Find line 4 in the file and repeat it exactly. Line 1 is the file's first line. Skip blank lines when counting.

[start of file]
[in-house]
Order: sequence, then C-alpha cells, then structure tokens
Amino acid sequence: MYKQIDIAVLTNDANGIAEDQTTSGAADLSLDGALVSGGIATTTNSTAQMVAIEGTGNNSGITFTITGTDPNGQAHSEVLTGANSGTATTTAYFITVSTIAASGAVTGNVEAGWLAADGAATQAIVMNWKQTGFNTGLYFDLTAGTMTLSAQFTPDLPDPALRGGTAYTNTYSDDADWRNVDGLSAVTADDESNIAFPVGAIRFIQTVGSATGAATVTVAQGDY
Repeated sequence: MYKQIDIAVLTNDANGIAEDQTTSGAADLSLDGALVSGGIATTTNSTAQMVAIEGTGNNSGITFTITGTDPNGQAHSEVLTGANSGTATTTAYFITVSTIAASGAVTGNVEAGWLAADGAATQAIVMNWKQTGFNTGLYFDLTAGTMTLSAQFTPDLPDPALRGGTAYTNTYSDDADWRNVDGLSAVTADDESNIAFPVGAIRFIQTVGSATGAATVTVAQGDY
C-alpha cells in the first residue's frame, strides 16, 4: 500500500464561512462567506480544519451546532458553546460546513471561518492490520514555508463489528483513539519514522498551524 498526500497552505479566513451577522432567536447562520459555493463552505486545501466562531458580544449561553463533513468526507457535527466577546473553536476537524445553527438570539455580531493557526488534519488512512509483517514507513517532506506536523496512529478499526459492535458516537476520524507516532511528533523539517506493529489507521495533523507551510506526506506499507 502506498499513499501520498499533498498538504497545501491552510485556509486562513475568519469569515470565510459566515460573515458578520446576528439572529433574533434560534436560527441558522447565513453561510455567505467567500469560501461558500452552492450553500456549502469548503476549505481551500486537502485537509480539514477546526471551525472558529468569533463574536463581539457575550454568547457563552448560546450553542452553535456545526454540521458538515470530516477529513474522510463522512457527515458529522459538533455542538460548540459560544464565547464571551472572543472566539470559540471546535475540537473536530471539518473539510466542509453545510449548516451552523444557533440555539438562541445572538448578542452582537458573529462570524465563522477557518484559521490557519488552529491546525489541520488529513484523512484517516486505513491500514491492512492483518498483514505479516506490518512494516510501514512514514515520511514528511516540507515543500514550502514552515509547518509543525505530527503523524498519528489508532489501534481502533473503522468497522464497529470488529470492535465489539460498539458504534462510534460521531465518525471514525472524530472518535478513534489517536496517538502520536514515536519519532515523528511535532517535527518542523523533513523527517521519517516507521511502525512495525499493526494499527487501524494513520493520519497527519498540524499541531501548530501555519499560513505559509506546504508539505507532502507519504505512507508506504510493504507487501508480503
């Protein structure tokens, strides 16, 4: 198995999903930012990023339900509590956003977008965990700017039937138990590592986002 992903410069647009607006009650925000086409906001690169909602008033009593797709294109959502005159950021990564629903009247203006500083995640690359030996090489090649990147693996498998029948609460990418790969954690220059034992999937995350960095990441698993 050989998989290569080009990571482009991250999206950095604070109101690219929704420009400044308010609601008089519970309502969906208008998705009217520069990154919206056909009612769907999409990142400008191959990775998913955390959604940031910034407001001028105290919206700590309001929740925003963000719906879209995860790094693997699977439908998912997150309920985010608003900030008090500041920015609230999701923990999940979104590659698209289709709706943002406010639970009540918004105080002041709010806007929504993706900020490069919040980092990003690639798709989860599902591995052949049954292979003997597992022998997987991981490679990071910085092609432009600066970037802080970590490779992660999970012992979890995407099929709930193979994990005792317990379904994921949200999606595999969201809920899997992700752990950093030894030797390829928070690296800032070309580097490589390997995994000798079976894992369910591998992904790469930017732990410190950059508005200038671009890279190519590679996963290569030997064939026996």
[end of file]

Repeated sequence: MYKQIDIAVLTNDANGIAEDQTTSGAADLSLDGALVSGGIATTTNSTAQMVAIEGTGNNSGITFTITGTDPNGQAHSEVLTGANSGTATTTAYFITVSTIAASGAVTGNVEAGWLAADGAATQAIVMNWKQTGFNTGLYFDLTAGTMTLSAQFTPDLPDPALRGGTAYTNTYSDDADWRNVDGLSAVTADDESNIAFPVGAIRFIQTVGSATGAATVTVAQGDY